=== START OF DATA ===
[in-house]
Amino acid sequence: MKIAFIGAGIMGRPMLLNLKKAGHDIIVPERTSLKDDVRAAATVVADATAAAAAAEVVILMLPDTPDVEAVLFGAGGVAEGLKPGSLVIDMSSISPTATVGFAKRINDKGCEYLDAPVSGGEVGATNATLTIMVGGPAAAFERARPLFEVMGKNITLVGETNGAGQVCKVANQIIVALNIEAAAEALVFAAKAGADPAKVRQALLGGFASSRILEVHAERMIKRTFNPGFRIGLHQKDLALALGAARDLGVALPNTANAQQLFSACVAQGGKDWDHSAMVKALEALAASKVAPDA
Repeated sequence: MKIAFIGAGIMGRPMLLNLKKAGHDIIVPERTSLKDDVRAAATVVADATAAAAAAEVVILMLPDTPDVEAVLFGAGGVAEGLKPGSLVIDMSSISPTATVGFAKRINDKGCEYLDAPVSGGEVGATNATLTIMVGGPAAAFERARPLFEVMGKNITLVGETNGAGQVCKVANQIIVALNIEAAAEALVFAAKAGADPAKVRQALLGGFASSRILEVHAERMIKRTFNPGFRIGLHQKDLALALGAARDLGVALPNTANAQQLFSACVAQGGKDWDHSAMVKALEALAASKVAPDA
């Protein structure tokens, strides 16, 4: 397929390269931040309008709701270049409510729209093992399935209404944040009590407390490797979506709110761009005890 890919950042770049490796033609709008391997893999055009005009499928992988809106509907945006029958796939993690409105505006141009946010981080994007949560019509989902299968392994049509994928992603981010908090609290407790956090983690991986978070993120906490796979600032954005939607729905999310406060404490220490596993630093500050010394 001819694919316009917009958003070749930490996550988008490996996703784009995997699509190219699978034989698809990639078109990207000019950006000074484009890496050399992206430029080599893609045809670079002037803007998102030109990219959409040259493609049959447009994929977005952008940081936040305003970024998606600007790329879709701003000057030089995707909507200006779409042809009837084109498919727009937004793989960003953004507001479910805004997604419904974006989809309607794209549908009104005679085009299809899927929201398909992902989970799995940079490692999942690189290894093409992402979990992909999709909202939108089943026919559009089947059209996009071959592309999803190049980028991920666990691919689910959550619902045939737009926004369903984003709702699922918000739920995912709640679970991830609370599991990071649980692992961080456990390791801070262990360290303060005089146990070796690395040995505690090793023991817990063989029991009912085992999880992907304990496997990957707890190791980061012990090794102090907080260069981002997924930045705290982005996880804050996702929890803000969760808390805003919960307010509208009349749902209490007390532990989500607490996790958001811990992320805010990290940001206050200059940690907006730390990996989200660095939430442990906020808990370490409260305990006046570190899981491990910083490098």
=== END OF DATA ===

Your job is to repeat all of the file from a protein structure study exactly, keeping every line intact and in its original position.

[in-house]
Amino acid sequence: MKIAFIGAGIMGRPMLLNLKKAGHDIIVPERTSLKDDVRAAATVVADATAAAAAAEVVILMLPDTPDVEAVLFGAGGVAEGLKPGSLVIDMSSISPTATVGFAKRINDKGCEYLDAPVSGGEVGATNATLTIMVGGPAAAFERARPLFEVMGKNITLVGETNGAGQVCKVANQIIVALNIEAAAEALVFAAKAGADPAKVRQALLGGFASSRILEVHAERMIKRTFNPGFRIGLHQKDLALALGAARDLGVALPNTANAQQLFSACVAQGGKDWDHSAMVKALEALAASKVAPDA
Repeated sequence: MKIAFIGAGIMGRPMLLNLKKAGHDIIVPERTSLKDDVRAAATVVADATAAAAAAEVVILMLPDTPDVEAVLFGAGGVAEGLKPGSLVIDMSSISPTATVGFAKRINDKGCEYLDAPVSGGEVGATNATLTIMVGGPAAAFERARPLFEVMGKNITLVGETNGAGQVCKVANQIIVALNIEAAAEALVFAAKAGADPAKVRQALLGGFASSRILEVHAERMIKRTFNPGFRIGLHQKDLALALGAARDLGVALPNTANAQQLFSACVAQGGKDWDHSAMVKALEALAASKVAPDA
């Protein structure tokens, strides 16, 4: 397929390269931040309008709701270049409510729209093992399935209404944040009590407390490797979506709110761009005890 890919950042770049490796033609709008391997893999055009005009499928992988809106509907945006029958796939993690409105505006141009946010981080994007949560019509989902299968392994049509994928992603981010908090609290407790956090983690991986978070993120906490796979600032954005939607729905999310406060404490220490596993630093500050010394 001819694919316009917009958003070749930490996550988008490996996703784009995997699509190219699978034989698809990639078109990207000019950006000074484009890496050399992206430029080599893609045809670079002037803007998102030109990219959409040259493609049959447009994929977005952008940081936040305003970024998606600007790329879709701003000057030089995707909507200006779409042809009837084109498919727009937004793989960003953004507001479910805004997604419904974006989809309607794209549908009104005679085009299809899927929201398909992902989970799995940079490692999942690189290894093409992402979990992909999709909202939108089943026919559009089947059209996009071959592309999803190049980028991920666990691919689910959550619902045939737009926004369903984003709702699922918000739920995912709640679970991830609370599991990071649980692992961080456990390791801070262990360290303060005089146990070796690395040995505690090793023991817990063989029991009912085992999880992907304990496997990957707890190791980061012990090794102090907080260069981002997924930045705290982005996880804050996702929890803000969760808390805003919960307010509208009349749902209490007390532990989500607490996790958001811990992320805010990290940001206050200059940690907006730390990996989200660095939430442990906020808990370490409260305990006046570190899981491990910083490098």